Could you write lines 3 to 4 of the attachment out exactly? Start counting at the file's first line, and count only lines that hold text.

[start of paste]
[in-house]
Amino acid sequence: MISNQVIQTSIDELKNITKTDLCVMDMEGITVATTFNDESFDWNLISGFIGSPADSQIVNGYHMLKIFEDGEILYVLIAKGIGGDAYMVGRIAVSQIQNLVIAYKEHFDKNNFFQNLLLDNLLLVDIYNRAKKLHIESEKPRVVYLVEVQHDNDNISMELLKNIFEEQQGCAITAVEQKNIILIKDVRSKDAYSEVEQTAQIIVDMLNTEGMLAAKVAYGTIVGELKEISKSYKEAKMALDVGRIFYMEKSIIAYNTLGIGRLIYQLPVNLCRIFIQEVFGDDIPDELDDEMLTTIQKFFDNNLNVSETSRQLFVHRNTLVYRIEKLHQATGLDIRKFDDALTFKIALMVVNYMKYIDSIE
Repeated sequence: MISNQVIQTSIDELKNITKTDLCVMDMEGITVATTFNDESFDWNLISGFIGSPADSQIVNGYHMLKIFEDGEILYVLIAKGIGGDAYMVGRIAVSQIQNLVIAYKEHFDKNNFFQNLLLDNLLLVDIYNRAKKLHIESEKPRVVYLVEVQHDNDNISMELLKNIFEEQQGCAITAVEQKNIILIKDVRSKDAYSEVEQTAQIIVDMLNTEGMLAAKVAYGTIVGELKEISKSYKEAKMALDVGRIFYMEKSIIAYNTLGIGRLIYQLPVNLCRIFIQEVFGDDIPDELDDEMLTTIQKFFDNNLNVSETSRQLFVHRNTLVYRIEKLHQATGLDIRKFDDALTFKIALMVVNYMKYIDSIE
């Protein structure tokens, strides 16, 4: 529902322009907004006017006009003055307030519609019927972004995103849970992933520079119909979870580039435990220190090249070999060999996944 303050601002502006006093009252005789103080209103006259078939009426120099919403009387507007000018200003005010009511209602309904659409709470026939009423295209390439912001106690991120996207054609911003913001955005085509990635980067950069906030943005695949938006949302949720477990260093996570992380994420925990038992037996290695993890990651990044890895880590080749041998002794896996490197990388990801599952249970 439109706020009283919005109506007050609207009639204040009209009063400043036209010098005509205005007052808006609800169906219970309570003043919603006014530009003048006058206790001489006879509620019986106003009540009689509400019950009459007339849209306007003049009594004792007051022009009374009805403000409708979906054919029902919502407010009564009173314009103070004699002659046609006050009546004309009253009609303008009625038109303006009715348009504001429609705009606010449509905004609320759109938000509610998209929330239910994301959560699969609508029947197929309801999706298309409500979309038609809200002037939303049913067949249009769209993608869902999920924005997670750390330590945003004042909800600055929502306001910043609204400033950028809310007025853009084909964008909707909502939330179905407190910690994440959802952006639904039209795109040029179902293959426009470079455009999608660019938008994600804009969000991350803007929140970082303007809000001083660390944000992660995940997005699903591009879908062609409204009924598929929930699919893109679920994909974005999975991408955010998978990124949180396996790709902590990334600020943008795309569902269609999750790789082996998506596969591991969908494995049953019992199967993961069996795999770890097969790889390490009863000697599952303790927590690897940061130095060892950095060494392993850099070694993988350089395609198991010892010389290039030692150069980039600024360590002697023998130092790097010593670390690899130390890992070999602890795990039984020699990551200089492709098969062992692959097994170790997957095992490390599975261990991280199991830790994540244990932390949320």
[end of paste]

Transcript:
Repeated sequence: MISNQVIQTSIDELKNITKTDLCVMDMEGITVATTFNDESFDWNLISGFIGSPADSQIVNGYHMLKIFEDGEILYVLIAKGIGGDAYMVGRIAVSQIQNLVIAYKEHFDKNNFFQNLLLDNLLLVDIYNRAKKLHIESEKPRVVYLVEVQHDNDNISMELLKNIFEEQQGCAITAVEQKNIILIKDVRSKDAYSEVEQTAQIIVDMLNTEGMLAAKVAYGTIVGELKEISKSYKEAKMALDVGRIFYMEKSIIAYNTLGIGRLIYQLPVNLCRIFIQEVFGDDIPDELDDEMLTTIQKFFDNNLNVSETSRQLFVHRNTLVYRIEKLHQATGLDIRKFDDALTFKIALMVVNYMKYIDSIE
């Protein structure tokens, strides 16, 4: 529902322009907004006017006009003055307030519609019927972004995103849970992933520079119909979870580039435990220190090249070999060999996944 303050601002502006006093009252005789103080209103006259078939009426120099919403009387507007000018200003005010009511209602309904659409709470026939009423295209390439912001106690991120996207054609911003913001955005085509990635980067950069906030943005695949938006949302949720477990260093996570992380994420925990038992037996290695993890990651990044890895880590080749041998002794896996490197990388990801599952249970 439109706020009283919005109506007050609207009639204040009209009063400043036209010098005509205005007052808006609800169906219970309570003043919603006014530009003048006058206790001489006879509620019986106003009540009689509400019950009459007339849209306007003049009594004792007051022009009374009805403000409708979906054919029902919502407010009564009173314009103070004699002659046609006050009546004309009253009609303008009625038109303006009715348009504001429609705009606010449509905004609320759109938000509610998209929330239910994301959560699969609508029947197929309801999706298309409500979309038609809200002037939303049913067949249009769209993608869902999920924005997670750390330590945003004042909800600055929502306001910043609204400033950028809310007025853009084909964008909707909502939330179905407190910690994440959802952006639904039209795109040029179902293959426009470079455009999608660019938008994600804009969000991350803007929140970082303007809000001083660390944000992660995940997005699903591009879908062609409204009924598929929930699919893109679920994909974005999975991408955010998978990124949180396996790709902590990334600020943008795309569902269609999750790789082996998506596969591991969908494995049953019992199967993961069996795999770890097969790889390490009863000697599952303790927590690897940061130095060892950095060494392993850099070694993988350089395609198991010892010389290039030692150069980039600024360590002697023998130092790097010593670390690899130390890992070999602890795990039984020699990551200089492709098969062992692959097994170790997957095992490390599975261990991280199991830790994540244990932390949320």